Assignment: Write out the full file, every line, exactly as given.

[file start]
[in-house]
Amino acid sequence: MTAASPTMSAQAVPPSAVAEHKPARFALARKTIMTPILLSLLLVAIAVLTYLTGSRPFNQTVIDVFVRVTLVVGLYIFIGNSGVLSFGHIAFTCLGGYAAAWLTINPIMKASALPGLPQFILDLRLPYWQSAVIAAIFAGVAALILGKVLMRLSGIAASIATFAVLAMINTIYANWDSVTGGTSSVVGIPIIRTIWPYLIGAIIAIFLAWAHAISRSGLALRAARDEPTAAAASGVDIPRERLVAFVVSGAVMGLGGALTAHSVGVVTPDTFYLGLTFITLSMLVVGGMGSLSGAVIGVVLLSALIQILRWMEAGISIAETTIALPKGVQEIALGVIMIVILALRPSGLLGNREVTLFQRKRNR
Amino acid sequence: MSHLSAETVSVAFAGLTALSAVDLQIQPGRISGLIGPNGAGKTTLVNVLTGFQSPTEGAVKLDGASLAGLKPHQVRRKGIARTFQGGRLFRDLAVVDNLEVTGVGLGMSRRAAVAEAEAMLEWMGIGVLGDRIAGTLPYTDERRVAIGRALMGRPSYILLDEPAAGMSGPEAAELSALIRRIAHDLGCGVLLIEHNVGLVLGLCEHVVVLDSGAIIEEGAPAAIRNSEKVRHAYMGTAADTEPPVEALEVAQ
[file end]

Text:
[in-house]
Amino acid sequence: MTAASPTMSAQAVPPSAVAEHKPARFALARKTIMTPILLSLLLVAIAVLTYLTGSRPFNQTVIDVFVRVTLVVGLYIFIGNSGVLSFGHIAFTCLGGYAAAWLTINPIMKASALPGLPQFILDLRLPYWQSAVIAAIFAGVAALILGKVLMRLSGIAASIATFAVLAMINTIYANWDSVTGGTSSVVGIPIIRTIWPYLIGAIIAIFLAWAHAISRSGLALRAARDEPTAAAASGVDIPRERLVAFVVSGAVMGLGGALTAHSVGVVTPDTFYLGLTFITLSMLVVGGMGSLSGAVIGVVLLSALIQILRWMEAGISIAETTIALPKGVQEIALGVIMIVILALRPSGLLGNREVTLFQRKRNR
Amino acid sequence: MSHLSAETVSVAFAGLTALSAVDLQIQPGRISGLIGPNGAGKTTLVNVLTGFQSPTEGAVKLDGASLAGLKPHQVRRKGIARTFQGGRLFRDLAVVDNLEVTGVGLGMSRRAAVAEAEAMLEWMGIGVLGDRIAGTLPYTDERRVAIGRALMGRPSYILLDEPAAGMSGPEAAELSALIRRIAHDLGCGVLLIEHNVGLVLGLCEHVVVLDSGAIIEEGAPAAIRNSEKVRHAYMGTAADTEPPVEALEVAQ